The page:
These methods were primarily to have full colour mockups of design work for folios/presentation. This was the same both for design students, and in professional studios, before the widespread adoption of colour printers (either ink jet or toner-based laser printers). In the early 90s, colour printing meant taking a floppy disk or Zip Drive to the local copy centre, waiting, sometimes days; returning and paying for your prints.

To prepare an image for Omnicrom, the parts of the design, ie, text and image had to have toner to adhere to. The toner was either from a laser printer or photocopier. This forced the creative exploration of papers and best way to get the look the envisaged artwork required. A favourite technique of students to simulate gloss finishes was to use black paper, photocopy the pattern required on there and run through the Omnicrom machine with a clear cover sheet only, creating a gloss effect on the pattern. Pantone® colour sheets were used in the Omnicrom machine.

Left to right: Omnicrom CT 1000 machine, sheets of the Pantone® colour transfer film and machine with artwork being fed through.

Omnicrom machine in action on YouTube.

In our final year, 1992, we learnt the fine art of Cromatech. This involved creating separations for each colour required in the darkroom, mixing flat colours and using a silk screen with an underlay with adhesive. This was then applied onto the artwork to colour typography or other elements. Inside the darkroom was all analogue and included developer fluids and washing up facilities, as well as the enlargement camera.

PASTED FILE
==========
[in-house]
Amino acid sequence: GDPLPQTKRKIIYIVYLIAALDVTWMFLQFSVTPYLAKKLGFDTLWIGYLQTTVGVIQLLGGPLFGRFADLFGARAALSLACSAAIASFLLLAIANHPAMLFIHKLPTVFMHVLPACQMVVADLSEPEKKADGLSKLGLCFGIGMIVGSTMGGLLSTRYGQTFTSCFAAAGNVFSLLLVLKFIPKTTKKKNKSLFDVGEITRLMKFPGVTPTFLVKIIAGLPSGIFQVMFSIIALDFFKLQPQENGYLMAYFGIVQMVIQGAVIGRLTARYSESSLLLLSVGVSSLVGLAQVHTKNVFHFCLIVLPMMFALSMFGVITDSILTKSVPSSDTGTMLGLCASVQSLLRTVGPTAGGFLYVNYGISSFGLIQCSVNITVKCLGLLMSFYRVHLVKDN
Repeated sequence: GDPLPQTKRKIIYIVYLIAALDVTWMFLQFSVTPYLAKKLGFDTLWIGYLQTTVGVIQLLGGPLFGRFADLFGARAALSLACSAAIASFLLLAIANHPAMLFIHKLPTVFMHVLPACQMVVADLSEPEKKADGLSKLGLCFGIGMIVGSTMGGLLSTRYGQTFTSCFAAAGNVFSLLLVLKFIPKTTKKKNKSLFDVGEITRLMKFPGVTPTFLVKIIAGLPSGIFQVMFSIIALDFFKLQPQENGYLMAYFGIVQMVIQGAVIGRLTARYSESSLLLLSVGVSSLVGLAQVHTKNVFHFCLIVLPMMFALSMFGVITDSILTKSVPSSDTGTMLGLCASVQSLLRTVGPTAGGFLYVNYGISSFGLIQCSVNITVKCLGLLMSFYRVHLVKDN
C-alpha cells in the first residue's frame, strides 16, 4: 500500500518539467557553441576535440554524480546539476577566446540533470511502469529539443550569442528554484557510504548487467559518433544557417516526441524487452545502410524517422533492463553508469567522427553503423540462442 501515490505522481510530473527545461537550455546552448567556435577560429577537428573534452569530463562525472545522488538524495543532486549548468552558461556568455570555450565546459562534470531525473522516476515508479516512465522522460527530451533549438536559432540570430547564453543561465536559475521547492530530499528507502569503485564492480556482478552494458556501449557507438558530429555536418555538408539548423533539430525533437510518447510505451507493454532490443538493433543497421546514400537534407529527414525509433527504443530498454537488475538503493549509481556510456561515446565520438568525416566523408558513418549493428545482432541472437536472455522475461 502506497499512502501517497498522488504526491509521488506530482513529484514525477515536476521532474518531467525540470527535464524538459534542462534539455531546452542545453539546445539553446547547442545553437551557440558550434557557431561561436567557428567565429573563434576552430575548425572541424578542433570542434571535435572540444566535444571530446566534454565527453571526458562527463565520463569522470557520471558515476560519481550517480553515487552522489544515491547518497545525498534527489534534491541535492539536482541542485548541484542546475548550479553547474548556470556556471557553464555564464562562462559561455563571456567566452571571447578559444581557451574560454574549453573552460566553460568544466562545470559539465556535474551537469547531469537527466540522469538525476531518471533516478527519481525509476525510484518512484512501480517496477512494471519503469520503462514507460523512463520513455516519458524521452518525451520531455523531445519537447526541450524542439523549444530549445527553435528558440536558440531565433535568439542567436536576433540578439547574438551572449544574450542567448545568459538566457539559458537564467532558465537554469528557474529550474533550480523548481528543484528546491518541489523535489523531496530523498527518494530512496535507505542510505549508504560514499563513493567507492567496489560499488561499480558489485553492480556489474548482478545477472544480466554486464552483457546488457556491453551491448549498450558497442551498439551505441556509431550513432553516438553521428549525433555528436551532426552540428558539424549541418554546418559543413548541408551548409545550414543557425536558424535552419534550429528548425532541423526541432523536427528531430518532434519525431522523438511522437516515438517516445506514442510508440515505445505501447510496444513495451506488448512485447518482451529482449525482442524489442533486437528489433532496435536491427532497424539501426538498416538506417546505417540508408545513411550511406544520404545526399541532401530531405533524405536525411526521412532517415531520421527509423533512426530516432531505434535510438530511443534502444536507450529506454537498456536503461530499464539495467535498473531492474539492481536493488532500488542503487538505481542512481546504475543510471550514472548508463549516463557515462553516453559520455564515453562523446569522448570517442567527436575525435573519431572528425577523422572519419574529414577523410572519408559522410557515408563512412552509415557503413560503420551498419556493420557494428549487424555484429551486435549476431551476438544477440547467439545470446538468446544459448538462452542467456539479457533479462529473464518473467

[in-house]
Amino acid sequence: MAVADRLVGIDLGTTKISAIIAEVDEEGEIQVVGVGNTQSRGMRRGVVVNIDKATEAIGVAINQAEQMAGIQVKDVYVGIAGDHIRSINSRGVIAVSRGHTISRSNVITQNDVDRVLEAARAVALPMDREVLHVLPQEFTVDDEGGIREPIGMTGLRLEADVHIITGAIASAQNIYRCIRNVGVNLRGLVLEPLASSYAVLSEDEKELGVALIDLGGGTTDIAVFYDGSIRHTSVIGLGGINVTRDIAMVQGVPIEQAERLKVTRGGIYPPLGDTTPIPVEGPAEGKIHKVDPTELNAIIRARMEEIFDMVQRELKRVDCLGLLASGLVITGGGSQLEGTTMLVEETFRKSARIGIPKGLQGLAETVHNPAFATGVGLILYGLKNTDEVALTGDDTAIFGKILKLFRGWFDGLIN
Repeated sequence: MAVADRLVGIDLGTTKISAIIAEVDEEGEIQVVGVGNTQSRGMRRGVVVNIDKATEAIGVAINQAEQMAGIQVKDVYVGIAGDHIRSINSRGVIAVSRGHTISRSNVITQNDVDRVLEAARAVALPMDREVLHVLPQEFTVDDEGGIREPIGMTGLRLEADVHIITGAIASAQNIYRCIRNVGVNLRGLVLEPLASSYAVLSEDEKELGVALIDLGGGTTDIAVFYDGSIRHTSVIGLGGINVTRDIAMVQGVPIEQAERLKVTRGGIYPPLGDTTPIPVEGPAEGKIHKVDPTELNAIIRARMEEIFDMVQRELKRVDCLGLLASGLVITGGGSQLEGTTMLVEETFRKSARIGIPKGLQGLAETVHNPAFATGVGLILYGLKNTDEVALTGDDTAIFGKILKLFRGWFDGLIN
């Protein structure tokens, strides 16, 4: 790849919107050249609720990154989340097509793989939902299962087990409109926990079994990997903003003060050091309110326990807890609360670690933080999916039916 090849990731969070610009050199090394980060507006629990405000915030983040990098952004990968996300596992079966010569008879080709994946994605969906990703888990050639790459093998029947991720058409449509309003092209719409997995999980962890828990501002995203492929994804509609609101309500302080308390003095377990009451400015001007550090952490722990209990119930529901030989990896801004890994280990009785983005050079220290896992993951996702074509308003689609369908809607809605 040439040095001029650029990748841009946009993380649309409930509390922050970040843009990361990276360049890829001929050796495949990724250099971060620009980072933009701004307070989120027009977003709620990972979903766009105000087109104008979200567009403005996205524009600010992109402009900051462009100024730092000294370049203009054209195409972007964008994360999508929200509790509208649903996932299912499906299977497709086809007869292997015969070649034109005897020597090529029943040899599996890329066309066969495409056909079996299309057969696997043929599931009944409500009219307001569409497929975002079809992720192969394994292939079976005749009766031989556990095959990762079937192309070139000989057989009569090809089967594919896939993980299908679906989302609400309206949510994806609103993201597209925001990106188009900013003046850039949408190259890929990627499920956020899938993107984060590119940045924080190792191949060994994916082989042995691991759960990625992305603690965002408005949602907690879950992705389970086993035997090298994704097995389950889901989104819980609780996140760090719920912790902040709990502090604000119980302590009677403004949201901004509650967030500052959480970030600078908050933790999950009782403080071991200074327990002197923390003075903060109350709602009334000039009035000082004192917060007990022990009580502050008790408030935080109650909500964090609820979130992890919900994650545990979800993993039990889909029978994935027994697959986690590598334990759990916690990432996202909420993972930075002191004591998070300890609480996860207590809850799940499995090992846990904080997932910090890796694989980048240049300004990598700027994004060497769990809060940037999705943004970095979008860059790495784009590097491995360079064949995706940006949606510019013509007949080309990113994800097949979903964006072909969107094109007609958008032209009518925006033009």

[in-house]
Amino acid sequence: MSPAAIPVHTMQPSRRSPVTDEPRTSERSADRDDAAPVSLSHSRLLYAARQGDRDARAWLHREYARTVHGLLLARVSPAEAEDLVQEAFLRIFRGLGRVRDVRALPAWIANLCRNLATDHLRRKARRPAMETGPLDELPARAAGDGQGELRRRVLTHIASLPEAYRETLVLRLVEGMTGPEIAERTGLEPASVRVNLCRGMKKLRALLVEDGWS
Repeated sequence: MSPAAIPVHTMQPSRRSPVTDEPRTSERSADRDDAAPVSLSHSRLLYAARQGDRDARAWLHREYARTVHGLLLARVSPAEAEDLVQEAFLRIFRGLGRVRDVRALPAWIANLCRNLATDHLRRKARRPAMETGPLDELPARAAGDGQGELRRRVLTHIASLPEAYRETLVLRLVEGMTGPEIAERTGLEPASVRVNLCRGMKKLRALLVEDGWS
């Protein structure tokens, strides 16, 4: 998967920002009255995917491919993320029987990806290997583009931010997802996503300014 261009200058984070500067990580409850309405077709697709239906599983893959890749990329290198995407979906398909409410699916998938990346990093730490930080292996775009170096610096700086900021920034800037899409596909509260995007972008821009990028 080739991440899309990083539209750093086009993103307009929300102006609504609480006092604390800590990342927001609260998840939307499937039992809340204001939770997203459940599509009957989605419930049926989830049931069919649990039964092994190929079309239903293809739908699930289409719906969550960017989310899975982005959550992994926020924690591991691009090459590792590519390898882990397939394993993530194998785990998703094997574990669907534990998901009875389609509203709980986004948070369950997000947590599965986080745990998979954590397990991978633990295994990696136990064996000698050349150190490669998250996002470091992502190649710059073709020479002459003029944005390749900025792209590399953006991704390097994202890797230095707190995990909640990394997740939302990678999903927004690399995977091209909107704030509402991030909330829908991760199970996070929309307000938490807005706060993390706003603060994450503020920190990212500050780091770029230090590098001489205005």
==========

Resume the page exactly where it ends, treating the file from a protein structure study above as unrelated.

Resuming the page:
Agfa is one of the large international companies involved in prepress, going back to the 1950s. With their history in photography, they were market pioneers in prepress, which all worked on analogue photographic principles. Pictured below left is an Agfa Repromaster designers and finished artists of the era will recall. The simple explanation is these machines were used for enlargements or reductions and to create separations of artwork into constituent parts. This step was prior to sending to a trade house for combining and setting the plates for offset printing. One challenge was keeping the glass at the bottom and at the top perfectly clean so as not to enlarge dust particles.

After the bromides were produced, paste up was the next step. This required using lined artboard, blue pencil (blue was invisible in the next prepress step), technical pens for line work and pasting the artwork into place. Accuracy and cleanliness were vital. Above are two photos from the 1960s showing paste up in progress. Pasteup also involved using Letraset sheets with text which was rubbed down into place. Letraset was a huge change when first released as it opened the range of available fonts and sped up the process of pasteup.